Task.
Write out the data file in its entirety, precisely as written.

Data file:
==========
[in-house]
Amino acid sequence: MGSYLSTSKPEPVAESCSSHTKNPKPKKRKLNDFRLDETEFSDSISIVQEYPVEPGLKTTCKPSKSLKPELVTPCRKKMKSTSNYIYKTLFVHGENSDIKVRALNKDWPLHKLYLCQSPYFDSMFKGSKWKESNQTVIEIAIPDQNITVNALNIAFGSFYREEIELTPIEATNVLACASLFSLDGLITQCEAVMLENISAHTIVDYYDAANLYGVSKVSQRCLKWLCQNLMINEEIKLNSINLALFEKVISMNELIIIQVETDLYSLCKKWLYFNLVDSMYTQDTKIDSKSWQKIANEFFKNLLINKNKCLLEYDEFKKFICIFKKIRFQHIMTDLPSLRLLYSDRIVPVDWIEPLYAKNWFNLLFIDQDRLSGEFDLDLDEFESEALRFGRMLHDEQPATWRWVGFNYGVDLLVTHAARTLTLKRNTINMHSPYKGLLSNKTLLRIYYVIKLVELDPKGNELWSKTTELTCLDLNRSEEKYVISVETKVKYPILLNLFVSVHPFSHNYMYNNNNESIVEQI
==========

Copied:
[in-house]
Amino acid sequence: MGSYLSTSKPEPVAESCSSHTKNPKPKKRKLNDFRLDETEFSDSISIVQEYPVEPGLKTTCKPSKSLKPELVTPCRKKMKSTSNYIYKTLFVHGENSDIKVRALNKDWPLHKLYLCQSPYFDSMFKGSKWKESNQTVIEIAIPDQNITVNALNIAFGSFYREEIELTPIEATNVLACASLFSLDGLITQCEAVMLENISAHTIVDYYDAANLYGVSKVSQRCLKWLCQNLMINEEIKLNSINLALFEKVISMNELIIIQVETDLYSLCKKWLYFNLVDSMYTQDTKIDSKSWQKIANEFFKNLLINKNKCLLEYDEFKKFICIFKKIRFQHIMTDLPSLRLLYSDRIVPVDWIEPLYAKNWFNLLFIDQDRLSGEFDLDLDEFESEALRFGRMLHDEQPATWRWVGFNYGVDLLVTHAARTLTLKRNTINMHSPYKGLLSNKTLLRIYYVIKLVELDPKGNELWSKTTELTCLDLNRSEEKYVISVETKVKYPILLNLFVSVHPFSHNYMYNNNNESIVEQI